WELCOME TO
Widget Image

THE TIME FOR CHANGE IS NOW

Success is best achieved by knowing what needs doing. Collaborating to make progress, and measuring the results. Propellor by ITexpress includes tools to make task management as effortless as possible, great collaboration tools for your team and clients and powerful reporting and progress tracking dashboards.

START NOW FOR FREE

Apple’s iPad: the Ugly

Apple’s iPad: the Ugly

smurfs-village-iPadHaving experienced the iPad for a little while we come to the ugly part. It’s strange that in many ways the best feature of the iPad is the worst, the App store. There are plenty of great apps on the appstore, but it is countered by being dominated by apps which use the in app purchases to exploit customers. There are many examples of this and I looked at the Smurfs app, and then EA’s Theme Park app, having heard of issues with children running up high bills for their parents. When you load these apps they seem to be free, but it isn’t very long before you find you need to buy supertickets or smurfberries before you can progress in the game and it isn’t clear in some cases that this is real money you are spending. If it is less than 15 minutes from when you downloaded the app then these purchases can be hidden and any child or unassuming adult can rattle up quite a bill.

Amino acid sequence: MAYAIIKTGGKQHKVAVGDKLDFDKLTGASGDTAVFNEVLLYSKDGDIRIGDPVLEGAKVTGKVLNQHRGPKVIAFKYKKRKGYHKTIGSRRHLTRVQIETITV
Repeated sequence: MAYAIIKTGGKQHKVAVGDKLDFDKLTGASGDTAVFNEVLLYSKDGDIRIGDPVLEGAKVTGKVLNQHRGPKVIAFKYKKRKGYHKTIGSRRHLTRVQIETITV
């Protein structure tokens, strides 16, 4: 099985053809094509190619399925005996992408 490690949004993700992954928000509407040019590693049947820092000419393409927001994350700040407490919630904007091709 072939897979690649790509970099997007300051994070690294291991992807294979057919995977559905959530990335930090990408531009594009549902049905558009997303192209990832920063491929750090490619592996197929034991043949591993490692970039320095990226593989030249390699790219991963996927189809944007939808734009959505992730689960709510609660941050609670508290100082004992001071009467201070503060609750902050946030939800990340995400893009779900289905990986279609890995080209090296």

Don’t get me wrong, I like the app store as a whole, but when you start looking at the reviews of most of the free apps you find that people are overwhelmingly disappointed with the restrictions set before needing to purchase some kind of virtual good to progress. What’s more, all the games are the same! Building a theme park is just the same as building a smurf village, using berries to build houses or tickets to build rides. It is a very unrewarding experience.

If you can find good apps they are usually provided by decent brands and serve to enhance their image in the eyes of the user, but beware of any apps which show some top selling in app purchases on the little column on the left hand side.

Luckily you can turn off the ability to purchase anything from apps, and we did this on our iPad almost immediately. You just can’t trust the developers to give adequate warnings that you are spending real money for these goods, and as Apple earn 30%, I guess it isn’t in their best interest to clean out all this rubbish from their store. Its a shame, as these apps clog up the store and prevent you from finding the real gems.

So there you have it, our good, bad and ugly of Apple’s iPad. We still think it is a great device, but somehow you never get finished spending money with it, and having to tie the thing to a computer and being wary of unscrupulous apps seems to somehow contradict the promise of freedom.

 

Post Tags:
PREV

Apple's iPad: The Bad

NEXT

6 Technology Trends to watch for in 2012